In an even scarier twist of fate, there has been a historical superstition in Turkey that is now strongly advised against and that is washing a baby in saltwater. The belief behind the practice is that it will prevent the child’s perspiration from ever smelling, however, recent findings have shown that the practice can be extremely dangerous and lead to dehydration, skin rashes or ailments that are much worse, making this a superstition best left on the wayside.
Yet another intriguing superstition is one involving placing a turtle shell under the pillow of a child for them to become strong and beneficial people to society. The turtle is considered quite a virtuous animal for Turks and its shells can serve as good luck charms.
Unsurprisingly, there are also a number of superstitions surrounding the period of pregnancy ranging from predicting a baby’s sex to ensuring a child has dimples. That’s right, if a pregnant women’s belly is pointed and/or if they crave sweets, then it is believed the baby born will be a boy. Similarly, if the carrying mother has a rounded belly and craves sour flavors, then it is said the baby born will be a girl. There is also an interesting superstition surrounding the umbilical cord, such as if the cord is kept in a chest or cupboard in the home, then that means the child will end staying at or close to home. Similarly, if the umbilical cord is buried in a school garden, then superstition states that child will grow up to be educated, while if the umbilical cord is buried in a mosque’s garden, then that child is believed to become pious and thus, especially devoted to religion.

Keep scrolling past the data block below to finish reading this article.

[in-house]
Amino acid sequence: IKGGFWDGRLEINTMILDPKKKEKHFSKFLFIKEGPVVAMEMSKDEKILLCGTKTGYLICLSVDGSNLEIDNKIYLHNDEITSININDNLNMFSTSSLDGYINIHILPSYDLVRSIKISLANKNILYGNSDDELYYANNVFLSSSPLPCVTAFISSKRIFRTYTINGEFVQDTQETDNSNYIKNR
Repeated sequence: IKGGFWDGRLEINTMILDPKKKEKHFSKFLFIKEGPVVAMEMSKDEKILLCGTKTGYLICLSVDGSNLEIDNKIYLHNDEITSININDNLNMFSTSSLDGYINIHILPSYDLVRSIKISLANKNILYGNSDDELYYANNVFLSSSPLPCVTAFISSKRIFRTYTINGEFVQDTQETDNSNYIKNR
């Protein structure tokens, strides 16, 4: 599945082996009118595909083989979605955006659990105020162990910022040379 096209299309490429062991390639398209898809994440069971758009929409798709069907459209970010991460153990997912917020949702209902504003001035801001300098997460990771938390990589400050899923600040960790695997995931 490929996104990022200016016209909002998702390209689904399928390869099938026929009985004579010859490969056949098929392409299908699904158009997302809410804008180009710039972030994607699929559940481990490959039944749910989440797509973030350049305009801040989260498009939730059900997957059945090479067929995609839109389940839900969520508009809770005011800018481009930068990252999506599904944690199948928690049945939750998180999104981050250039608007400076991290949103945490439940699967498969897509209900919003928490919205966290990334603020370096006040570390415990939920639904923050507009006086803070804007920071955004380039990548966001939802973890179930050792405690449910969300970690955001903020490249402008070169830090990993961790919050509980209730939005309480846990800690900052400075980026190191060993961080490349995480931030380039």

A personal favorite is the practice of a pregnant woman placing an egg in a belt or sash as it is believed that if done right, the baby will have dimples.